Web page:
“The room chosen for home nursing should be light, well ventilated and as remote as possible from the household living quarters.”
These words were published 80 years ago and written by my grandfather, Dr John Davy Rolleston, in his book Acute Infectious Diseases – A Handbook for Practitioners and Students. In these dark days of Covid-19 some practices have remained timeless – the use of soap, scrubbing and fresh air – while others sound, well, from a bygone era.
“The open type of fireplace is not only cheerful,” reads the chapter on Isolation Methods, “but affords a simple and expeditious means of the disposal of soiled swabs and other small fomites.” Fomites? What on Earth are fomites? According to Google, they are objects likely to carry infection, like clothes, kitchen utensils and furniture. “Carpets, hangings and upholstered articles are removed. Plain washable furniture is most suitable for the sick room.” Advice that probably still holds good today.
The good doctor is long gone but in the run-up to World War Two he was one of Britain’s go-to authorities on infectious diseases like smallpox, typhus and scarlet fever. In the 1930s Dr Rolleston was Medical Superintendent at London’s Western Hospital and this week my daughter found a battered third edition of his 1940 book, co-authored with Dr Ronaldson, hidden in my late mother’s collection of old books.
“Family circumstances may permit of the home treatment of scarlet fever or measles,” they wrote, “but in a highly contagious condition such as small-pox, hospital isolation is necessary for the public safety.” As an epidemiologist, my grandfather made a special study of lethal infectious diseases like smallpox, which had periodically ravaged London, and he authored a work on the smallpox pandemic of 1870-74 that killed over 20,000 soldiers in the Franco-Prussian War.
For those isolating at home, his 1940s advice included details that sound pretty strange to us eight decades later. “Room temperature,” it reads, “should be maintained between 55 and 60F.” What? That’s between 12 and 15C. I know we’re always being told that people were made of sterner stuff in those days but keeping someone in a room that cold can hardly have done much for their morale.
“On the landing outside (the quarantined person’s room),” it continues, “will be placed the customary bath filled with disinfectant solution; the traditional ‘carbolised’ sheet may be hung outside the door.” Carbolised? I’ve had to look that one up as well. Apparently it’s an obsolete term referring to the use of carbolic acid as a disinfectant to kill germs. “The bath… is intended for the soaking of linen which has been removed from the sick room.”
Commenting on the advice today, Dr Frank Cross, until recently a consultant surgeon at the Royal London Hospital, points out that it was written when there was no treatment for infectious killer diseases like TB, syphilis and smallpox. “Fomites include bedclothes,” he says. “Keeping them clean was particularly important in diseases which involve infectious pustules like smallpox.”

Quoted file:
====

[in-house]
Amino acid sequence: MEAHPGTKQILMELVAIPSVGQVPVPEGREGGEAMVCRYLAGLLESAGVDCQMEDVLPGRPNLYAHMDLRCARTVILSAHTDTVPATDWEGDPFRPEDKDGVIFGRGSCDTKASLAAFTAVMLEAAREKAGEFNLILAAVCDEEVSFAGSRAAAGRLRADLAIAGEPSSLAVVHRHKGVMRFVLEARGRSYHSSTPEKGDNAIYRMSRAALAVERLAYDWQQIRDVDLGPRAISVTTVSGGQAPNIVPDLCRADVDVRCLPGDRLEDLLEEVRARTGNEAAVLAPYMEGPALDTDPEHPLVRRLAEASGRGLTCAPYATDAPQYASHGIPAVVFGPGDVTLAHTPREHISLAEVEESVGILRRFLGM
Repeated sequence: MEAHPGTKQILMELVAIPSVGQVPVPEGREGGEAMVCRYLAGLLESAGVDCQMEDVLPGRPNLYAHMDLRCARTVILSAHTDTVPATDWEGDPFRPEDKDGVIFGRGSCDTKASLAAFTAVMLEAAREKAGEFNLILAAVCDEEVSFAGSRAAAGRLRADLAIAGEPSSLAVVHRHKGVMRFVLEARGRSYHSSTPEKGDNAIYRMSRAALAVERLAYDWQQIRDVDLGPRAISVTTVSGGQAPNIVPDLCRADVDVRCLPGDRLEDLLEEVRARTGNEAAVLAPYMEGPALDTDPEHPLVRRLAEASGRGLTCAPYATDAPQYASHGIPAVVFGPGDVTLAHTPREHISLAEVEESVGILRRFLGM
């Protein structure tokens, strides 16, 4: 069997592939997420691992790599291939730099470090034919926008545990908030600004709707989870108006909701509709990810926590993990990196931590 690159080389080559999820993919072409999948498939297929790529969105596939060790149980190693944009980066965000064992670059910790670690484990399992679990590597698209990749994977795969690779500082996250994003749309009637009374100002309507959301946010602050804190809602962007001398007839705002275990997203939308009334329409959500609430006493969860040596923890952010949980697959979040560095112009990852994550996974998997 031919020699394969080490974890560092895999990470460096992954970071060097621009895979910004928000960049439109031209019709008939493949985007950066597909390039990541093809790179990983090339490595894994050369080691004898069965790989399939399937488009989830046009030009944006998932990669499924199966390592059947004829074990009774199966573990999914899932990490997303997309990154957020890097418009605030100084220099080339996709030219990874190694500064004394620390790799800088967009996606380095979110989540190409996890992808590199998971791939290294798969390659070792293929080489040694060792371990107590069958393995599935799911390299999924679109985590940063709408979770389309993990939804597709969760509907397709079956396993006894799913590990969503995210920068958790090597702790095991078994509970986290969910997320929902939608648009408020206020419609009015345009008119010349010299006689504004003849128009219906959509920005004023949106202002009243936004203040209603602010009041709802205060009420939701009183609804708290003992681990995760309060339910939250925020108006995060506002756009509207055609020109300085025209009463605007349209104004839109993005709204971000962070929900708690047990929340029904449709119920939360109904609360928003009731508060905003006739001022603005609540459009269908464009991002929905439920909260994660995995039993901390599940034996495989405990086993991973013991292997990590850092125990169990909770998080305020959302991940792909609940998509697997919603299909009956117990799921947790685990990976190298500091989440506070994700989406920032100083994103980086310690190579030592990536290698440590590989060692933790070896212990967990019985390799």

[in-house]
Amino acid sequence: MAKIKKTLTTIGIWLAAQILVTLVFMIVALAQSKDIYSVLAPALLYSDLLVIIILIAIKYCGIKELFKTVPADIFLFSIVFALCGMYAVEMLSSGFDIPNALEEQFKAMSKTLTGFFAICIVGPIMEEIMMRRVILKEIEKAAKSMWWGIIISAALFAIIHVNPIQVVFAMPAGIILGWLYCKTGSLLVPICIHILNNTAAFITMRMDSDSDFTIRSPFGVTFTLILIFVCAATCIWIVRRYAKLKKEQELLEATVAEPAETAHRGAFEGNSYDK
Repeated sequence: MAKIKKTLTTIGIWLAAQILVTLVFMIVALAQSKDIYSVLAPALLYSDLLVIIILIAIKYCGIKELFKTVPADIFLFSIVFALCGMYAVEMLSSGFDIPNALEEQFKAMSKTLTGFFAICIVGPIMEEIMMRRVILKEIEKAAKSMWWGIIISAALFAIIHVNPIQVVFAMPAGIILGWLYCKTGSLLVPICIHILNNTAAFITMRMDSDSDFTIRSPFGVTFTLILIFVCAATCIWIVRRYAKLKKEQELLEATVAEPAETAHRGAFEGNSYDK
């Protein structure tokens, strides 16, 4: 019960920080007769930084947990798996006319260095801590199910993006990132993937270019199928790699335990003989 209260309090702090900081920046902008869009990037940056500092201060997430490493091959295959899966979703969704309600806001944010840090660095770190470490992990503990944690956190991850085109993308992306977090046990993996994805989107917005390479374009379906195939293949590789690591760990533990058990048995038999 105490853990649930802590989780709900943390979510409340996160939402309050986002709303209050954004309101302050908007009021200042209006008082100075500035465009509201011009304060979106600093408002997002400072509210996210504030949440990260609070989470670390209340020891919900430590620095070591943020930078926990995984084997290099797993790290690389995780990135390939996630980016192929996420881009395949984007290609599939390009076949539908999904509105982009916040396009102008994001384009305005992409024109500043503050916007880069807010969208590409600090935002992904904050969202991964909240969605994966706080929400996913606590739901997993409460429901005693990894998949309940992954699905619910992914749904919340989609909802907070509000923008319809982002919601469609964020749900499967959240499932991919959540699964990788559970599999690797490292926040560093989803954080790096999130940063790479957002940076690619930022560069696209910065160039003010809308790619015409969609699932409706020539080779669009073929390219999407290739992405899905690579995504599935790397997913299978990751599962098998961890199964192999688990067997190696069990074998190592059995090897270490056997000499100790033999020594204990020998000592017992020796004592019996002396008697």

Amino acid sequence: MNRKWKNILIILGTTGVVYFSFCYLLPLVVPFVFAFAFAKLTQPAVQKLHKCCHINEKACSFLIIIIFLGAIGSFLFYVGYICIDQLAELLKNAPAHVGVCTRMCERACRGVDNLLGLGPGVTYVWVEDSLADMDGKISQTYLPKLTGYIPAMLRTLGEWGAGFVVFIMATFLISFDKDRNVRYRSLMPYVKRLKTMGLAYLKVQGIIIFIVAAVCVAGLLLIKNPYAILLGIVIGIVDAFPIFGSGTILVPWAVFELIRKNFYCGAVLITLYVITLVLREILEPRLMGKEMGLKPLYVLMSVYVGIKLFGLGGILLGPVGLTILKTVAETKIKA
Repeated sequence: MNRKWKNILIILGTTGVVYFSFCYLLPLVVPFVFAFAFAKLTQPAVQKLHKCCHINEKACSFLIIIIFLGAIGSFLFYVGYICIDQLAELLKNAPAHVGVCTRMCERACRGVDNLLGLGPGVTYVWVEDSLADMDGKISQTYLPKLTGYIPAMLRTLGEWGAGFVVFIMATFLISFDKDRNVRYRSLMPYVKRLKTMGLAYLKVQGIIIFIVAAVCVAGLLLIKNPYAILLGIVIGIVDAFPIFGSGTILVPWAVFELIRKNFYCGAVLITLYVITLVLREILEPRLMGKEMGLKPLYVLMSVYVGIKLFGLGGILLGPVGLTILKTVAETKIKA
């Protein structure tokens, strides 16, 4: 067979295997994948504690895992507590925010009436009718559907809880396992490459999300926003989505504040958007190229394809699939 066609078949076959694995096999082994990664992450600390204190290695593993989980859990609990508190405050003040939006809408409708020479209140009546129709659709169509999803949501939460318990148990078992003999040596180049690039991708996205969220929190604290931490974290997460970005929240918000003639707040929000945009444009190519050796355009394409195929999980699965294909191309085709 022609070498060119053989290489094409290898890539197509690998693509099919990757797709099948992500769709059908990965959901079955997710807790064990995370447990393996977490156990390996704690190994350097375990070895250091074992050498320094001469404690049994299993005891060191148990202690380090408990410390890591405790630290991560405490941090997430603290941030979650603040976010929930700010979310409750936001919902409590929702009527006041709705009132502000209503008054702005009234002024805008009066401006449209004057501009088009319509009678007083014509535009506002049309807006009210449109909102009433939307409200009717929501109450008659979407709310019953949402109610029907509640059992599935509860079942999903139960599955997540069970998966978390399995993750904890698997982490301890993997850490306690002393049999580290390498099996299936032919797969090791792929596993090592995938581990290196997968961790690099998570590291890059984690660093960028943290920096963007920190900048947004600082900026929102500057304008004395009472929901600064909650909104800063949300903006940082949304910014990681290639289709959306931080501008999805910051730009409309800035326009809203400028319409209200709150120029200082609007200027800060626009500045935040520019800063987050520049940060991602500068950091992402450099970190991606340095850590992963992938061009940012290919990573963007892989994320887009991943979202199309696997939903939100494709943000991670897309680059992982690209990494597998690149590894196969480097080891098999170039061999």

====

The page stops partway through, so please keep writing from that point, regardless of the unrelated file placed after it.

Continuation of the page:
Surprisingly, the 1940s handbook says that total sterilisation or “terminal disinfection” of a quarantined housemate’s room is “no longer in favour” but for streptococcal infections (such as scarlet fever or the most common form of pneumonia) “the liberal use of soap, water and exposure to sunlight will be effective.”
But what about the risk of infection in hospitals? Writing in 1940, the guidance was that one third of all hospital accommodation should consist of isolation beds. “The real danger to the patient in an open ward of a fever hospital… is from his fellow patients in the ward itself.”
Even back then, it seems, there was an awareness of the dangers of symptomless carriers infecting others, in the same way as Covid-19 is doing today in the general population. The book warns of the dangers of coexistence of more than one infection and the risk posed by “the patient who is admitted in the incubation stage of a second disease”. But isolating every patient, says the book, is not yet a practical proposition.
“There never was a treatment for smallpox and it had a mortality rate of 30%,” says Dr Frank Cross. “And there is no treatment for Covid-19, though a number of controlled trials are being carried out using various combinations of existing antivirals. So advice about washing fomites and washing hands has never been more appropriate.”
Today the dark blue cover of my grandfather’s wartime handbook of infectious diseases is bleached by time and probably in need of rebinding. Now, as political leaders remind us that we are in another war, a very different one, I wonder what he would have made of social distancing, lockdowns and police enforcement to limit the spread of the novel Coronavirus. I suspect he would have probably wholeheartedly approved.
You may also be interested in:
In the last few days the coronavirus storm has broken over Bradford Royal Infirmary putting all staff under great strain, as Dr John Wright reports.